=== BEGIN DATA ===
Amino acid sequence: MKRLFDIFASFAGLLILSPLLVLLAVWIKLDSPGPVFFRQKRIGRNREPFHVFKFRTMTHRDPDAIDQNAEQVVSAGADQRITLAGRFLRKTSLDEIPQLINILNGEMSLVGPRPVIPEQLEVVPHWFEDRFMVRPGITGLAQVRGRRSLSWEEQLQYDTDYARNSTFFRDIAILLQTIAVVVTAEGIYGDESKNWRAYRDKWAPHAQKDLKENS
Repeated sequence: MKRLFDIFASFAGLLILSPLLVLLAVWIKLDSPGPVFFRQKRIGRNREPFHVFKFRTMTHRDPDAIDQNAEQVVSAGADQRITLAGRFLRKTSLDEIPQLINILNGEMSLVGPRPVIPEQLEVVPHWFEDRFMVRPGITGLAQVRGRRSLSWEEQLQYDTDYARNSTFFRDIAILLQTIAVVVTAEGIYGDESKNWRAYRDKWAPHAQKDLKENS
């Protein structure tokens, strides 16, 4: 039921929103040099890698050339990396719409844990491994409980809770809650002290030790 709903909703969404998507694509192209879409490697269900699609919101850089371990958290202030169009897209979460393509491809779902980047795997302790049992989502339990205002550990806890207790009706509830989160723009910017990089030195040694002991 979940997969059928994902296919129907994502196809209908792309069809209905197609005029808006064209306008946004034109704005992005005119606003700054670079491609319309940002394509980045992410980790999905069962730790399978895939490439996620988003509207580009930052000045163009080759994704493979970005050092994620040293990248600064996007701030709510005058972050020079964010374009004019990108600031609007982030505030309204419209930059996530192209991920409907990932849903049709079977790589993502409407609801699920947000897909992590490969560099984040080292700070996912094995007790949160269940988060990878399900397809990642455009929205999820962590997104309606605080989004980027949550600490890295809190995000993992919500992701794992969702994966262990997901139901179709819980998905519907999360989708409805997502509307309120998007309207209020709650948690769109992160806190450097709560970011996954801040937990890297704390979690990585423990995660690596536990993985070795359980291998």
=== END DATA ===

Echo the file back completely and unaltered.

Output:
Amino acid sequence: MKRLFDIFASFAGLLILSPLLVLLAVWIKLDSPGPVFFRQKRIGRNREPFHVFKFRTMTHRDPDAIDQNAEQVVSAGADQRITLAGRFLRKTSLDEIPQLINILNGEMSLVGPRPVIPEQLEVVPHWFEDRFMVRPGITGLAQVRGRRSLSWEEQLQYDTDYARNSTFFRDIAILLQTIAVVVTAEGIYGDESKNWRAYRDKWAPHAQKDLKENS
Repeated sequence: MKRLFDIFASFAGLLILSPLLVLLAVWIKLDSPGPVFFRQKRIGRNREPFHVFKFRTMTHRDPDAIDQNAEQVVSAGADQRITLAGRFLRKTSLDEIPQLINILNGEMSLVGPRPVIPEQLEVVPHWFEDRFMVRPGITGLAQVRGRRSLSWEEQLQYDTDYARNSTFFRDIAILLQTIAVVVTAEGIYGDESKNWRAYRDKWAPHAQKDLKENS
């Protein structure tokens, strides 16, 4: 039921929103040099890698050339990396719409844990491994409980809770809650002290030790 709903909703969404998507694509192209879409490697269900699609919101850089371990958290202030169009897209979460393509491809779902980047795997302790049992989502339990205002550990806890207790009706509830989160723009910017990089030195040694002991 979940997969059928994902296919129907994502196809209908792309069809209905197609005029808006064209306008946004034109704005992005005119606003700054670079491609319309940002394509980045992410980790999905069962730790399978895939490439996620988003509207580009930052000045163009080759994704493979970005050092994620040293990248600064996007701030709510005058972050020079964010374009004019990108600031609007982030505030309204419209930059996530192209991920409907990932849903049709079977790589993502409407609801699920947000897909992590490969560099984040080292700070996912094995007790949160269940988060990878399900397809990642455009929205999820962590997104309606605080989004980027949550600490890295809190995000993992919500992701794992969702994966262990997901139901179709819980998905519907999360989708409805997502509307309120998007309207209020709650948690769109992160806190450097709560970011996954801040937990890297704390979690990585423990995660690596536990993985070795359980291998």